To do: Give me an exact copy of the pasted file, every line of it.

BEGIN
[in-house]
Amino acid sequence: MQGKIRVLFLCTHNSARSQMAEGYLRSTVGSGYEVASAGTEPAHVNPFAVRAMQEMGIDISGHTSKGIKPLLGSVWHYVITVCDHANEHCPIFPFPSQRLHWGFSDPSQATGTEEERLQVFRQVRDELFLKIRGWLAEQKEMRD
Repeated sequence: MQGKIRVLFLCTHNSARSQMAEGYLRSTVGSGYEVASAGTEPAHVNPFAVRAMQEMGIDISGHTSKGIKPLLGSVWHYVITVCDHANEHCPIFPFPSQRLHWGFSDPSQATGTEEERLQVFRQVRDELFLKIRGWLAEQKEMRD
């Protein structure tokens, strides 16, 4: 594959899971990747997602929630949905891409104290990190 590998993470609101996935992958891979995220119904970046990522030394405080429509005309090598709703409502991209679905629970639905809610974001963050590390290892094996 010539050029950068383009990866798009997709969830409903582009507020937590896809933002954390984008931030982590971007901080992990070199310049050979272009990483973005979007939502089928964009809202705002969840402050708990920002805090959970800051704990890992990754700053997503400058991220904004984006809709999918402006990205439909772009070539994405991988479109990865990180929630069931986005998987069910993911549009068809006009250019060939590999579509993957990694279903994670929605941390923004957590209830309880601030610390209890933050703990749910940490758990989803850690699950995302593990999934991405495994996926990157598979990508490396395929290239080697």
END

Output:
[in-house]
Amino acid sequence: MQGKIRVLFLCTHNSARSQMAEGYLRSTVGSGYEVASAGTEPAHVNPFAVRAMQEMGIDISGHTSKGIKPLLGSVWHYVITVCDHANEHCPIFPFPSQRLHWGFSDPSQATGTEEERLQVFRQVRDELFLKIRGWLAEQKEMRD
Repeated sequence: MQGKIRVLFLCTHNSARSQMAEGYLRSTVGSGYEVASAGTEPAHVNPFAVRAMQEMGIDISGHTSKGIKPLLGSVWHYVITVCDHANEHCPIFPFPSQRLHWGFSDPSQATGTEEERLQVFRQVRDELFLKIRGWLAEQKEMRD
């Protein structure tokens, strides 16, 4: 594959899971990747997602929630949905891409104290990190 590998993470609101996935992958891979995220119904970046990522030394405080429509005309090598709703409502991209679905629970639905809610974001963050590390290892094996 010539050029950068383009990866798009997709969830409903582009507020937590896809933002954390984008931030982590971007901080992990070199310049050979272009990483973005979007939502089928964009809202705002969840402050708990920002805090959970800051704990890992990754700053997503400058991220904004984006809709999918402006990205439909772009070539994405991988479109990865990180929630069931986005998987069910993911549009068809006009250019060939590999579509993957990694279903994670929605941390923004957590209830309880601030610390209890933050703990749910940490758990989803850690699950995302593990999934991405495994996926990157598979990508490396395929290239080697």